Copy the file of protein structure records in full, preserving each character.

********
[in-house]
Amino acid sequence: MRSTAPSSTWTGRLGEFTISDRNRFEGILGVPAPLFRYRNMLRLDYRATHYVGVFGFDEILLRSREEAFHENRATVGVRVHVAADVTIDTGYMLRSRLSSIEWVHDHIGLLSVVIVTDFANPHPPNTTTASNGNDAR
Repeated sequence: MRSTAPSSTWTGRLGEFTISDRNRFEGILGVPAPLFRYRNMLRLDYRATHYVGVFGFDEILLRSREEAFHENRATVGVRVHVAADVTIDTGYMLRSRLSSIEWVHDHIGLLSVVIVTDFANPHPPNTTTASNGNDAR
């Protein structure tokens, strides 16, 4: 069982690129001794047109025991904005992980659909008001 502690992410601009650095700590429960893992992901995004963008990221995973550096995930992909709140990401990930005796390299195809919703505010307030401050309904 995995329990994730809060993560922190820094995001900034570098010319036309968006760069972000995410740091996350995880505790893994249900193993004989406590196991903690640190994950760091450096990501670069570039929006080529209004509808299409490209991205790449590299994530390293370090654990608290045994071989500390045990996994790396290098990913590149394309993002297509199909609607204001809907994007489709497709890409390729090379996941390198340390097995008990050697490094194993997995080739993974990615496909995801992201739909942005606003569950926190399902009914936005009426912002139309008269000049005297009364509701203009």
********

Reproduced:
[in-house]
Amino acid sequence: MRSTAPSSTWTGRLGEFTISDRNRFEGILGVPAPLFRYRNMLRLDYRATHYVGVFGFDEILLRSREEAFHENRATVGVRVHVAADVTIDTGYMLRSRLSSIEWVHDHIGLLSVVIVTDFANPHPPNTTTASNGNDAR
Repeated sequence: MRSTAPSSTWTGRLGEFTISDRNRFEGILGVPAPLFRYRNMLRLDYRATHYVGVFGFDEILLRSREEAFHENRATVGVRVHVAADVTIDTGYMLRSRLSSIEWVHDHIGLLSVVIVTDFANPHPPNTTTASNGNDAR
């Protein structure tokens, strides 16, 4: 069982690129001794047109025991904005992980659909008001 502690992410601009650095700590429960893992992901995004963008990221995973550096995930992909709140990401990930005796390299195809919703505010307030401050309904 995995329990994730809060993560922190820094995001900034570098010319036309968006760069972000995410740091996350995880505790893994249900193993004989406590196991903690640190994950760091450096990501670069570039929006080529209004509808299409490209991205790449590299994530390293370090654990608290045994071989500390045990996994790396290098990913590149394309993002297509199909609607204001809907994007489709497709890409390729090379996941390198340390097995008990050697490094194993997995080739993974990615496909995801992201739909942005606003569950926190399902009914936005009426912002139309008269000049005297009364509701203009």